Sunday, April 26, 2009

WHO does sculpture?

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The cerebellum is largely responsible for coordinating the unconscious aspects of proprioception.

Proprioception (pronounced /ˌproʊpriːəˈsɛpʃən/ PRO-pree-o-SEP-shun); from Latin proprius, meaning "one's own" and perception) is the sense of the relative position of neighbouring parts of the body. Unlike the six exteroceptive senses (sight, taste, smell, touch, hearing, and balance) by which we perceive the outside world, and interoceptive senses, by which we perceive the pain and the stretching of internal organs, proprioception is a third distinct sensory modality that provides feedback solely on the status of the body internally. It is the sense that indicates whether the body is moving with required effort, as well as where the various parts of the body are located in relation to each other.

Snipped from wikipedia, if you resonate with the above description, then get yourself to the nearest sculpture class. I regularly have students who do very well in sculpture and at the end the semester tell me, "I don't really like it." After I take a breath and I shrug it off, I tell them "well you've had the experience and you'll take away a host of hand skills."

But why don' they like it? It's not me, the projects, or the time, it's none of that. They just may not like the jostling, the lifting, the pulling or pushing, or any of the many movements and disruptions that is part of making sculpture. In a sense, they may not need the extra physical input, or proprioceptive feedback, that is baseline usual in sculpture. The reason is in their brain!

So, who stays? The ones who like the feel of a fire engine siren as the sound reverberates through their guts, the ones who smile when we light the propane burner and the thing goes "boom." That's who.

Is that you?

Sunday, March 15, 2009

Behind my work

Amusement and passion for organic form—trees, plants, people, animals—anything that grows in a biological sense (as oppose to pure-gravity formed structures like buildings or piles and as oppose to configurations that derive from industrial design) are the interests that drive my work. My work has been a slow release from dependency upon armature/skeleton, toward objects that utilize balloon or shell construction in order to support weight and formal organizations. With this, I have de-emphasized the use of hardware or external mechanical devices (think hinge or nail.)

The formal organization of my work is inspired from natural rhythms and cycles—breath, seasons, the repetitive pulse of modern life—and despite a lack of affinity for the mechanical world, the work also re-presents mechanical processes and functions through organic references. The result is what can be called meta-machinery, or, a combination of the mechanical and the organic (think Mary Shelly's, "Frankenstein")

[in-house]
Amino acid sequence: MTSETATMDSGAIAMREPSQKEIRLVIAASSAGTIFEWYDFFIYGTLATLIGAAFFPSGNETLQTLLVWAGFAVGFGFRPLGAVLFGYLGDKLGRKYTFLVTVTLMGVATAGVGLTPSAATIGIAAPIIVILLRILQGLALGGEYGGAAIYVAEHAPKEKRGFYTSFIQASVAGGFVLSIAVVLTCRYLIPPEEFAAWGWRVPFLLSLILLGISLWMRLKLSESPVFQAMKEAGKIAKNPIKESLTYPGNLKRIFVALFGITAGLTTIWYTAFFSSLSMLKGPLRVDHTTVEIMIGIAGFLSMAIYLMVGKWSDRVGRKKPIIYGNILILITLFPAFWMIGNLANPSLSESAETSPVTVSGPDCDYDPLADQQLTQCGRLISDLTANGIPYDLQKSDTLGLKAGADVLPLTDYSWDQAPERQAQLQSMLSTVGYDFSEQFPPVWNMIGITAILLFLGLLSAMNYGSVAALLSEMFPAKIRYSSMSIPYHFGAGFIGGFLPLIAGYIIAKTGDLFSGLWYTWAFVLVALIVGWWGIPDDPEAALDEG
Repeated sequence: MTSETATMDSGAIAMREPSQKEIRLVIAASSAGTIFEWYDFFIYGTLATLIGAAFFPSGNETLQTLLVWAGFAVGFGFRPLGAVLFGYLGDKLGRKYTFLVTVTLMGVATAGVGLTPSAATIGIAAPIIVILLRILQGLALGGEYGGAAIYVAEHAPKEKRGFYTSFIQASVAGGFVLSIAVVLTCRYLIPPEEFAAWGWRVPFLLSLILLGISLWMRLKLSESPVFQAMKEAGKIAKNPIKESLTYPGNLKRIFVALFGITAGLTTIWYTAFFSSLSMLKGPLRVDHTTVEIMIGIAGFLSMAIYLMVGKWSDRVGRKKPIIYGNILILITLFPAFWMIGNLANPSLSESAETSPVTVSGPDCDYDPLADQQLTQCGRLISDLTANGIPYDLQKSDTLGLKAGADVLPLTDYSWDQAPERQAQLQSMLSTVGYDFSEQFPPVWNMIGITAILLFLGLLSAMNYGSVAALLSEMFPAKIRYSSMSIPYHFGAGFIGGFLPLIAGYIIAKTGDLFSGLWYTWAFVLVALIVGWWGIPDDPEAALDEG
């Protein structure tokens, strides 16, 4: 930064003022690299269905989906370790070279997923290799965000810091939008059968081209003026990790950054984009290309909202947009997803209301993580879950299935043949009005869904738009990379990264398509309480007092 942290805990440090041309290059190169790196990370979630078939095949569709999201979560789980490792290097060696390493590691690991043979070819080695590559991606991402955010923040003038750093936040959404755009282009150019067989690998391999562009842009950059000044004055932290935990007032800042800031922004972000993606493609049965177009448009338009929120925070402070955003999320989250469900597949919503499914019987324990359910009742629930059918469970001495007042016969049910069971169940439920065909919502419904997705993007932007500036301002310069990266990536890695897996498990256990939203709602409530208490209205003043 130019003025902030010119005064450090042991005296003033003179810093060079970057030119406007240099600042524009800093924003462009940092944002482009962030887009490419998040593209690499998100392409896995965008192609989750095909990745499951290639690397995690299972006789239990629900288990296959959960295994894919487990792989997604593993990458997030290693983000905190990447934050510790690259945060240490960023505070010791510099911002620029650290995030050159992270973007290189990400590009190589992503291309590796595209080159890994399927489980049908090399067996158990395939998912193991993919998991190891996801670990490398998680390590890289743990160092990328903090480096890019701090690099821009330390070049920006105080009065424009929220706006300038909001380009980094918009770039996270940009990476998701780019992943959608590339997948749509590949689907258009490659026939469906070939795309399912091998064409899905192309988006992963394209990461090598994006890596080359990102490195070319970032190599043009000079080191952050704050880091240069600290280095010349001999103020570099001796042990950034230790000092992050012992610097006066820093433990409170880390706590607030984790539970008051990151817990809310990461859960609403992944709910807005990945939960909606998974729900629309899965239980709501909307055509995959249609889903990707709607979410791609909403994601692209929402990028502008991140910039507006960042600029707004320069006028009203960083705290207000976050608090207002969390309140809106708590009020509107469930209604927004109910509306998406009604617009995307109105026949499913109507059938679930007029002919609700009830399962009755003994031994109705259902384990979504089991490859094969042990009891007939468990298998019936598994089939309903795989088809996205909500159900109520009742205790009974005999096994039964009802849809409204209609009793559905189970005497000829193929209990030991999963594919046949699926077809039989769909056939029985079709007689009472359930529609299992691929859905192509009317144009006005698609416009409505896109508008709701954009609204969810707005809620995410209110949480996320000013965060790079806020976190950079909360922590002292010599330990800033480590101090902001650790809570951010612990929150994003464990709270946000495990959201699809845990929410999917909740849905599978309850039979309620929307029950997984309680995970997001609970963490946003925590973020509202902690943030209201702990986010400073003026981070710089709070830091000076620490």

My attraction to curves, arcs, or any line that signifies the existence of the third dimension, I equate with a rooted interest in human brain function, or consciousness. Why do we think what we do, or rather, how do we think. Our thinking, living experience, is more than words alone can address, and my goal is to capture this intangibility in form.

The approach I take to constructing these forms ranges from solo studio practices, ever informed by interaction with habitat, to community constructed forms whereby, groups of people complete a form I began. Both approaches begin with a "wire-frame" armature ( My forms center on snakes, vessels, tubes, and so on, upon which I weave strips of wood lathe. As the lathe is incorporated into the form, the wire frame gives way to the forces of the process. The final form is transformed into one that exists in harmony with all forces.

This makes me think of sea creatures, whose forms are also proscribed by a balance between the structure of form and external moments. However, our own non-aquatic atmosphere exerts a pressure upon all organic/mechanical form and hence, I consider this a related realm to my work.

With this in mind, I envision the context of my work to be quite wide. From dense urban areas—both indoor and outdoor, including both—to venues like fields, state or federal parks and reserves.

The vessel, no matter its function, represents trust. Gas tanks, cereal boxes, buildings and even our own bodies are granted a trust in their ability to function typically hard-won by entities such as presidential candidates, lovers, or friends. As such, I see vessels as pure examples of what a culture values.

Thursday, March 5, 2009

Why bother teaching art?

1. Visual language is an expression of thought. Lawyers go to school in order to learn to communicate "legally", artists go to school in order to learn to communicate "visually".

2. Because sculpture students must work with many different material processes and types of equipment that depend on mutual cooperation and respect, they develop a sense of community as well as individual responsibility. These are qualities worth developing.

3. Students are encouraged to make the clearest possible connection in their work between methodologies (how they make their work) and content (what their work is about.) Like driving on ice, how ones drives greatly depends upon the type of ice. Same with making art.